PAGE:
Podcast reviews: Disney’s on thin ice as dark side laid bare

Also, a new podcast which examines why people engage with celebrities’ photos online

The McElroy brothers host the weekly podcast, My Brother, My Brother and Me, wherein they answer the problems of their listeners, and deep-dive Yahoo Answers for the often frankly insane questions posed by the good folks of the internet.

The McElroy brothers host the weekly podcast, My Brother, My Brother and Me, wherein they answer the problems of their listeners, and deep-dive Yahoo Answers for the often frankly insane questions posed by the good folks of the internet.

 

You Must Remember This

Episode 39: Star Wars Episode XIII: Walt Disney

Karina Longworth’s in-depth study of the secrets of old Hollywood has moments that feel oddly current in this particular episode. In what feels like a passionate history lesson, she covers in detail the darkness behind the magic castle: Walt Disney’s anti-Semitism, propaganda movies, and collusion with the American government around wartime.

The Disney studio’s current position as a squeaky clean children’s entertainment cultural powerhouse was not always so: Longworth examines the critical and financial failures of films we have now come to think of as classics.

This isn’t just a list of historical trivia: there’s a structure to the storytelling here that leads us back in time, and unintentionally speaks a little eerily about the present in doing so. A surprising moment of lightness in an otherwise slightly damning portrayal of the House of Mouse is some archive audio of Donald Duck having an argument with a disembodied voice about income tax: the chasm between the brightness we see on screen and the darkness in the studio is a steep one. Longworth’s exploration is well worth the dive.

My Brother, My Brother and Me

Episode 378: Pumpkindaze 2017

The McElroy brothers, Justin, Travis and Griffin, host a weekly podcast wherein they answer the problems of their listeners, and deep-dive Yahoo Answers for often, frankly insane questions posed by the good folks of the internet.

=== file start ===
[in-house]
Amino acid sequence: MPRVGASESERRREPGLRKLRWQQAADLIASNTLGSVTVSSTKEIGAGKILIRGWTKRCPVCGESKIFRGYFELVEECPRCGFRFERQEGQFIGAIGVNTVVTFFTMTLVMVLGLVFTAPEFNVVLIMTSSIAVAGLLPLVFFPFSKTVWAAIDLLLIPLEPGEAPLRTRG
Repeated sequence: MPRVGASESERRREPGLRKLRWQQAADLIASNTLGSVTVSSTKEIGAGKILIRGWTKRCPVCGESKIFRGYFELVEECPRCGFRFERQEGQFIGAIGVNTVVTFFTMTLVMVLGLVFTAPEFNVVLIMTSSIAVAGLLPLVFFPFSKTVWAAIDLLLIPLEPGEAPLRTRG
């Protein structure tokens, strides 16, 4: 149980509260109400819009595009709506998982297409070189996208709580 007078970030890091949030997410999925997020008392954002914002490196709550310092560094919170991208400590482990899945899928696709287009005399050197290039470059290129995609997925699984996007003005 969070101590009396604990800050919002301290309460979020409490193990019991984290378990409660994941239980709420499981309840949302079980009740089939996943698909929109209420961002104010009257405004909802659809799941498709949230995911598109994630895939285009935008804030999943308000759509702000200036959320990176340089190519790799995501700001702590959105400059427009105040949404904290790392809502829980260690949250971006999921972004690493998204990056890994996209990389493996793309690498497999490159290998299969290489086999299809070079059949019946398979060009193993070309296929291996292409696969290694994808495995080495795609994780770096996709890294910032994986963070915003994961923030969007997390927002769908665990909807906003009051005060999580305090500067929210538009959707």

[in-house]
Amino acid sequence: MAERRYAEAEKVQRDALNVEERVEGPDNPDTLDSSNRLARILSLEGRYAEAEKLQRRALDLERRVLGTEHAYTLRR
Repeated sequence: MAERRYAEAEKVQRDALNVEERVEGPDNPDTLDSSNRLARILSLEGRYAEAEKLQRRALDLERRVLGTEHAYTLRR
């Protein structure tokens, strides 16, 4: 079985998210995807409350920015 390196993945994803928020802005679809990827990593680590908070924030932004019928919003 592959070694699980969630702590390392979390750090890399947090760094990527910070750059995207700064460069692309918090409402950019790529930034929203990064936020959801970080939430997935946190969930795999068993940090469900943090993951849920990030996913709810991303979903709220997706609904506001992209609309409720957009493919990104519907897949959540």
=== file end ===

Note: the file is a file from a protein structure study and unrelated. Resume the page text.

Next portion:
This episode begins musically, moves into some almost-seasonally-appropriate spookiness, and heavily features bees. Stick around for the question about the parent who is afraid of buttons.

The query about the accidental party crasher, and the resulting answer is both horribly painful and totally hilarious. The three brothers’ voices do, of course, sound quite similar, which initially can get a little confusing. However, learning who is who and the roles they play to one another makes My Brother, My Brother and Me a greatly rewarding listen.

There are few enough things like listening to a group of folks trying to make each other laugh in good spirits, and willingly taking each other up on jokes and gags. I treat it as an audio gift every Monday, an hour of goodness and silliness. I wouldn’t necessarily call it an improv podcast, but the dynamics between the brothers and the nature of the questions mean there’s a lot of playfulness and almost no cynicism. This combination makes the resulting weekly shows a breath of fresh air.

New Podcast of The Week:

Why’d You Push That Button?

Episode 3: Why Do You Like Celebrity Photos On Instagram?

Still in its infancy, this fascinating podcast takes a glimpse at the science and social phenomena of our behaviour online. This episode looks closely at why exactly we engage with celebrities’ photographs online even though we are but one of a million hearts under that photo, and Kylie Jenner doesn’t care whether we like it or not.

It examines influencer culture, why we like what we like and where business intersects with that. The hosts, Ashley Carmen and Kaitlyn Tiffany, are charming and lively, even as they delve into the ins and outs and maybes and maybe-nots of why her boyfriend liked a questionable picture of a less than dressed celebrity on Instagram.

This episode oscillates between how the internet makes us feel and behave, and the cold science of exactly why, which is a pretty cracking combination. The new microbehaviours we’ve developed as users of the internet are worth looking at, and this podcast seems to be a great place to start.

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